I’m going to assume since you’re reading this blog that deep down inside you believe in the need for environmentally conscious, locally grown food. If you don’t, you could just click over to something more your speed right now. I think the biggest stumbling block for all of us is reconciling the desire with the practicality. It’s just not that easy to find the good stuff and it’s not that easy to know if it truly is good stuff or just the same old stuff with a new label and a higher price tag.
It’s discouraging, but it’s not something we should give up on. The more we seek out and support local products, the more options will become available to us. If you want to incorporate local, fresh foods in to your life, but don’t have the land or knowledge or time to grow it yourself, than get yourself to a CSA. CSA stands for Community Supported Agriculture. These farms sell “shares” of produce which means that each week you stop by the farm or the designated pick-up locations (many CSAs have drop offs in the cities or suburbs) and receive your share of that week’s produce. You don’t have a whole lot of say in what you get, but that makes it kind of like Christmas each week. Besides how great is it that someone else did all the grunt work and you get the ultra-fresh veggies?
When you join a CSA, I promise you will discover fruits and vegetables you never knew existed. Many CSAs also offer information on how to prepare the things they grow. Some allow you to come to the farm and work off part of the cost of your share through your labor. This is a great way to learn about gardening. Some CSAs offer eggs, flowers, milk, and meats in addition to produce.
Another great benefit of a CSA is that you can meet like-minded people and come away not just with a box of fresh veggies, but some life long friends. So it’s really a win-win for everyone involved. To find a CSA near you check out www.localharvest.org. Sometimes there’s a waiting list for a share, so if you think this is something you are even slightly inclined to get involved in, get your name on a list. And don’t think it’s too early in the season to start receiving produce. Despite the snow around us, spring is upon us.
Another way to find locally grown foods is to visit a Farmer’s Market. And be sure to talk to the “farmers” there. Ask questions and be skeptical of anything packaged or out of season. Not all Farmer’s Market organizers are very discerning when it comes to their suppliers. When you find real farmers who use organic methods, make every effort to support them. That means making a commitment to getting there each week. If that’s difficult for you, talk to them about other ways of buying their produce. Maybe they sell their products on additional days in other places or maybe they’d sell directly to you from their own farm. I think we get stuck in the grocery store mentality of our only options are the ones on the shelf in front of us. Speak up and you’ll appreciate the flexibility of buying directly from the farmers instead of the marketing specialists.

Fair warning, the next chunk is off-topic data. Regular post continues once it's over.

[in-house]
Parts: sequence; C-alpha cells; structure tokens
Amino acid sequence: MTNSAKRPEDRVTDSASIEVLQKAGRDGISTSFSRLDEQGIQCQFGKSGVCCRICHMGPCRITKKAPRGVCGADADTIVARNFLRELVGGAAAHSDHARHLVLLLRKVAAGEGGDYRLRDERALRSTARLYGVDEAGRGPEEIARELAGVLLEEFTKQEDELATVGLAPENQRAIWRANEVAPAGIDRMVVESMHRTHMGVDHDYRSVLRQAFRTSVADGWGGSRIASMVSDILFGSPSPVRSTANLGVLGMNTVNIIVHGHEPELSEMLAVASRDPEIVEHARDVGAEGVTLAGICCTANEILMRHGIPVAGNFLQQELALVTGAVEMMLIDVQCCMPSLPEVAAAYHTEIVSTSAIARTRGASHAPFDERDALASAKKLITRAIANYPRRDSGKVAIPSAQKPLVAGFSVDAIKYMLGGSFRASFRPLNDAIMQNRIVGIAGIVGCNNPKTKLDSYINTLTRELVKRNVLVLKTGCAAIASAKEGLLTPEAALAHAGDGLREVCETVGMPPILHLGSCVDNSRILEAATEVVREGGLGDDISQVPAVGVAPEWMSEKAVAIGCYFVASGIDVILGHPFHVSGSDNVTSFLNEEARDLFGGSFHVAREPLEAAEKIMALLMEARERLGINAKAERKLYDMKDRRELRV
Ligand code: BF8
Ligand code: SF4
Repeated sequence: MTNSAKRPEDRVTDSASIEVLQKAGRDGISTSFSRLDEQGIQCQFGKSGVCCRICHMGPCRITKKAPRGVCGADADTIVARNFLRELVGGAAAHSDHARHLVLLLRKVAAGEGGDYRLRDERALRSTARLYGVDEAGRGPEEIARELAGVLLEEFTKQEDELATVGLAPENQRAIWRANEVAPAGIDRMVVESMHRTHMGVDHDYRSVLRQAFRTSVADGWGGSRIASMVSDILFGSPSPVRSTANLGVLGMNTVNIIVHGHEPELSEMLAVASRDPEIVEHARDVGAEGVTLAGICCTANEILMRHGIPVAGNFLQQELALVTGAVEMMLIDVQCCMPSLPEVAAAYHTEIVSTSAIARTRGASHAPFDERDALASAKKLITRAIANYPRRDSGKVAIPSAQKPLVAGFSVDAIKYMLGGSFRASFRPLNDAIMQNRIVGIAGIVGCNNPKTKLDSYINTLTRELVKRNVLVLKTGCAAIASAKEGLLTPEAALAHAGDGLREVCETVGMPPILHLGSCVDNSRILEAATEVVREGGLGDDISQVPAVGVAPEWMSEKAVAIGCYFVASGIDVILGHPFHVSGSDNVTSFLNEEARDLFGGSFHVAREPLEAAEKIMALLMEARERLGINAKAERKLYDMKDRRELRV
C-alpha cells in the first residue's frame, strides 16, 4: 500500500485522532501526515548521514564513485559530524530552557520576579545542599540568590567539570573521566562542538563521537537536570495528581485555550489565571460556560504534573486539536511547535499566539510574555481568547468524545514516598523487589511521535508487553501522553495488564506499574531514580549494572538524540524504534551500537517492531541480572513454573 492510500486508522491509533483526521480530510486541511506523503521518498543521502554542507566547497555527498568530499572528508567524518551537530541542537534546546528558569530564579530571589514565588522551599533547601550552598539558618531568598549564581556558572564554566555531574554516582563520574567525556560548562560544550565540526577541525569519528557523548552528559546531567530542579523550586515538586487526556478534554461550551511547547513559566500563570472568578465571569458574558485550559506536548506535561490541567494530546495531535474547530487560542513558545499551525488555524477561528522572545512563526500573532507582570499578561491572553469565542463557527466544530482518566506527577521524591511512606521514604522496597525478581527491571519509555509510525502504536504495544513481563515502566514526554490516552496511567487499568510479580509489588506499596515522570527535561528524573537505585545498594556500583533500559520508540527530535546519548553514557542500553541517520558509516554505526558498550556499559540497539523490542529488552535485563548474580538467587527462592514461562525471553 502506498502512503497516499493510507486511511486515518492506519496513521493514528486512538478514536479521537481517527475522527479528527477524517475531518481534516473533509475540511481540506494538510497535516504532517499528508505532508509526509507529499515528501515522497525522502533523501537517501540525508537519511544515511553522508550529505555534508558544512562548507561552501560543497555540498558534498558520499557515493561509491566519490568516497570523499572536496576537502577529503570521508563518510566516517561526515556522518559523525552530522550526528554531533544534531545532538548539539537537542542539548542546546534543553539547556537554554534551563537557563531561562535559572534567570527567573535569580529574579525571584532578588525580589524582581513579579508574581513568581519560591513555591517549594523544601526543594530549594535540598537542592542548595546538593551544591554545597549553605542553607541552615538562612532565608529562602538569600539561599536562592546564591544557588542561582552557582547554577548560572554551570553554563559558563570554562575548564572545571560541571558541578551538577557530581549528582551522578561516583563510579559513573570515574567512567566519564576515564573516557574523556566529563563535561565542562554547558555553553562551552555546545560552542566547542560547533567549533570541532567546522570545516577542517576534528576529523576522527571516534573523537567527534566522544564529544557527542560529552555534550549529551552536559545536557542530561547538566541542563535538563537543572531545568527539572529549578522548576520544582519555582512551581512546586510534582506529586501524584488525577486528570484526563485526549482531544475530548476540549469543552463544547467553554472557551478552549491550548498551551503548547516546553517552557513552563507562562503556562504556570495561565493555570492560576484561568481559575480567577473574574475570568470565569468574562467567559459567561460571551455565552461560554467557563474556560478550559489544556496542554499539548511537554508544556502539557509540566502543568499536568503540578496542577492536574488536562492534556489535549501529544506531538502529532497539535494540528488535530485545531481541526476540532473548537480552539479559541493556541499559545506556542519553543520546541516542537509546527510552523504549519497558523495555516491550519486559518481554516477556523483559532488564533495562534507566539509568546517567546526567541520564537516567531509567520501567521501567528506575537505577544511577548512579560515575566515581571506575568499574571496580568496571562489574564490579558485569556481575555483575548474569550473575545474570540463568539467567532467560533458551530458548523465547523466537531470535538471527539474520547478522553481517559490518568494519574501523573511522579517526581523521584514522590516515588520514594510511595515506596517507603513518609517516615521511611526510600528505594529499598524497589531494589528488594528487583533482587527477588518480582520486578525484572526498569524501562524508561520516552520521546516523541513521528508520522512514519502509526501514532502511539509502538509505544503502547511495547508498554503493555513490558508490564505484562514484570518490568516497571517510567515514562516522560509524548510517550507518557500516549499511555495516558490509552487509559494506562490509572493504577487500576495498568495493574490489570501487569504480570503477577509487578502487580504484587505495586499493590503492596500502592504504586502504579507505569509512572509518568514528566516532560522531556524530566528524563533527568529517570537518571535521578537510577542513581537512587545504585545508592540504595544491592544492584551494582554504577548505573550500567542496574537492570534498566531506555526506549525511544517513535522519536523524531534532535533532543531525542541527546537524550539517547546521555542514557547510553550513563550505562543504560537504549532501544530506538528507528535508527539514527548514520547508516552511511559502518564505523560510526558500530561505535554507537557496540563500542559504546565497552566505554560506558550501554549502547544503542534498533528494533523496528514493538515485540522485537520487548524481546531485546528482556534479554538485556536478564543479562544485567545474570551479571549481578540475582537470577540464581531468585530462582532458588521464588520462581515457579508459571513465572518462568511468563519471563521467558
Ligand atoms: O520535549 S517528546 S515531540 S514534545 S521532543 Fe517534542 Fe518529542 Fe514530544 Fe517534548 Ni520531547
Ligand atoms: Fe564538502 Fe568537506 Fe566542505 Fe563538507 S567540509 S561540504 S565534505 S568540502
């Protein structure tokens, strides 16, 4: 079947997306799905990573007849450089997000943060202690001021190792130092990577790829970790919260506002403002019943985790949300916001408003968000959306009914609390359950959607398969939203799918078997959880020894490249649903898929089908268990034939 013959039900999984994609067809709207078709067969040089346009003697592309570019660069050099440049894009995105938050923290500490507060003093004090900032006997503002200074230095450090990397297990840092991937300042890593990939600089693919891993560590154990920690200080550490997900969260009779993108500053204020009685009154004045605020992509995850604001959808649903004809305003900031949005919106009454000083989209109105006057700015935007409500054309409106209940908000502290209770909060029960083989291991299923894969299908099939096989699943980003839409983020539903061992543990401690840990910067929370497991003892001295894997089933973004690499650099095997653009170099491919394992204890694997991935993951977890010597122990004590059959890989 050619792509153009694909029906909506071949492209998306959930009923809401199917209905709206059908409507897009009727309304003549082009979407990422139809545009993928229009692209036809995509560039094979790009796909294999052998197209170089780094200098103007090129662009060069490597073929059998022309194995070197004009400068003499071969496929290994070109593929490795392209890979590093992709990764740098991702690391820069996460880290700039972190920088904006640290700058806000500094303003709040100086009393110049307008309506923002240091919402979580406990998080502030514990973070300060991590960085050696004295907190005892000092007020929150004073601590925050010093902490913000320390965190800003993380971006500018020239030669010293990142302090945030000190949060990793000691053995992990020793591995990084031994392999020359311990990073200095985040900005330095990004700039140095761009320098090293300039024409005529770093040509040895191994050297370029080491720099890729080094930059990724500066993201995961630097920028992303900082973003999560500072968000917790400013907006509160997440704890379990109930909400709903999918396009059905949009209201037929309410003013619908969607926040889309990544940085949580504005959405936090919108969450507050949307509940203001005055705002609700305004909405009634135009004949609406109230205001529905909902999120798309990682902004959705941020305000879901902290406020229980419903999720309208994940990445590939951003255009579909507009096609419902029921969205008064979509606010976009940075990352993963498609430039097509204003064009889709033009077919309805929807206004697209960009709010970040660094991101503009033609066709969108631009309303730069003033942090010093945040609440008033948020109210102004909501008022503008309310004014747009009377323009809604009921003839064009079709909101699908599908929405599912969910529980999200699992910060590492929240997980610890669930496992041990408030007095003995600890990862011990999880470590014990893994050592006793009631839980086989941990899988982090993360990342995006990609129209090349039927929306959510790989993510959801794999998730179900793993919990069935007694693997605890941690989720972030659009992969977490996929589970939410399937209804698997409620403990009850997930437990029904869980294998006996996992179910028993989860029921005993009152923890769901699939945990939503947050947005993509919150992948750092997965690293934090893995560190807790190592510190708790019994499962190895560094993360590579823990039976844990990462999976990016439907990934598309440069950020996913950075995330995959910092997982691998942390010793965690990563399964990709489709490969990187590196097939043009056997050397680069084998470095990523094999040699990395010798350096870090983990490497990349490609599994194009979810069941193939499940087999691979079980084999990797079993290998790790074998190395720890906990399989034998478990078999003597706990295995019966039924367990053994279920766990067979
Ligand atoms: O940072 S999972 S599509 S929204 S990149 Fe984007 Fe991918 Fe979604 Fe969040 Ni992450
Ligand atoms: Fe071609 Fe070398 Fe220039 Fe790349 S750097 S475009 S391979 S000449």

For those of you who live in Southern York County, let me be the first to tell you about a new Farmer’s Market starting up in my hometown – New Freedom. It begins this April on the third Saturday of each month. You can find it in front of the Red Caboose along the Rail Trail in “downtown” New Freedom from 10am-1pm. The organizers are just getting it together and are looking for more local farms to set up stands. If you or someone you know would like to apply for a spot, send me an e-mail and I’ll put you in touch with the right people.
I’d like to also let local readers know about another new opportunity to enjoy local foods that just turned up in our area. Well, actually it’s in Maryland, but since we basically hug the border around here, it feels like “our area”. There’s a new restaurant open just north of Hereford in the old Wagon Wheel Restaurant on the Susquehanna Trail. Souper Natural opened a few weeks ago and serves scrumptious soups, sandwiches and out of this world desserts made from locally and sustainably grown ingredients. They have fruit juice “sodas”, handmade breads, creative soups, and an inspired menu with reasonable prices. A friend and I recently had lunch there and couldn’t begin to describe the bliss experienced from their Blueberry Bread Pudding with Lemon Curd and Fresh Cream. Amazing. I watched as the elderly couple at the table next to us shared a Hot Fudge Sundae and were overcome with delight, so much so, that the other couple sitting with them relented and ordered one too. Wonderful place. I hope you’ll give them a try and help make Souper Natural such a success that more restaurants are inspired to follow their ways.
Finding local food is not always easy, but it’s the right thing to do not just for your mind and heart, but your stomach too!